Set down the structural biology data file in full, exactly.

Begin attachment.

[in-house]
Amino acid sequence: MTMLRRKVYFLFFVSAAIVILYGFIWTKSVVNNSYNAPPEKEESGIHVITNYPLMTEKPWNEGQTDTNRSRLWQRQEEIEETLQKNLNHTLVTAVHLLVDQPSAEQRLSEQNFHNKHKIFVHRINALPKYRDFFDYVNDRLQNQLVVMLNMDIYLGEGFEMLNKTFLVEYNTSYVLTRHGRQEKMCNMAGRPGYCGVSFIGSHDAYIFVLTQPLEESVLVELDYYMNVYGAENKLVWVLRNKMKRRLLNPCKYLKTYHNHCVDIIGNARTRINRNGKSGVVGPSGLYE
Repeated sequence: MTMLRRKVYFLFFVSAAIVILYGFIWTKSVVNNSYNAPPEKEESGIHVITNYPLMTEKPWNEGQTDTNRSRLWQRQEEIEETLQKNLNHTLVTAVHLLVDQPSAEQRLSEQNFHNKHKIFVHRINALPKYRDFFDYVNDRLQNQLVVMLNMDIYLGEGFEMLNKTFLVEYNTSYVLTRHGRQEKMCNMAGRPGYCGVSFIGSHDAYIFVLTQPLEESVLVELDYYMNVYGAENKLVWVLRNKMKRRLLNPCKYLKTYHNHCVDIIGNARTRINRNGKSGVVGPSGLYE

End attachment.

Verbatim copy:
[in-house]
Amino acid sequence: MTMLRRKVYFLFFVSAAIVILYGFIWTKSVVNNSYNAPPEKEESGIHVITNYPLMTEKPWNEGQTDTNRSRLWQRQEEIEETLQKNLNHTLVTAVHLLVDQPSAEQRLSEQNFHNKHKIFVHRINALPKYRDFFDYVNDRLQNQLVVMLNMDIYLGEGFEMLNKTFLVEYNTSYVLTRHGRQEKMCNMAGRPGYCGVSFIGSHDAYIFVLTQPLEESVLVELDYYMNVYGAENKLVWVLRNKMKRRLLNPCKYLKTYHNHCVDIIGNARTRINRNGKSGVVGPSGLYE
Repeated sequence: MTMLRRKVYFLFFVSAAIVILYGFIWTKSVVNNSYNAPPEKEESGIHVITNYPLMTEKPWNEGQTDTNRSRLWQRQEEIEETLQKNLNHTLVTAVHLLVDQPSAEQRLSEQNFHNKHKIFVHRINALPKYRDFFDYVNDRLQNQLVVMLNMDIYLGEGFEMLNKTFLVEYNTSYVLTRHGRQEKMCNMAGRPGYCGVSFIGSHDAYIFVLTQPLEESVLVELDYYMNVYGAENKLVWVLRNKMKRRLLNPCKYLKTYHNHCVDIIGNARTRINRNGKSGVVGPSGLYE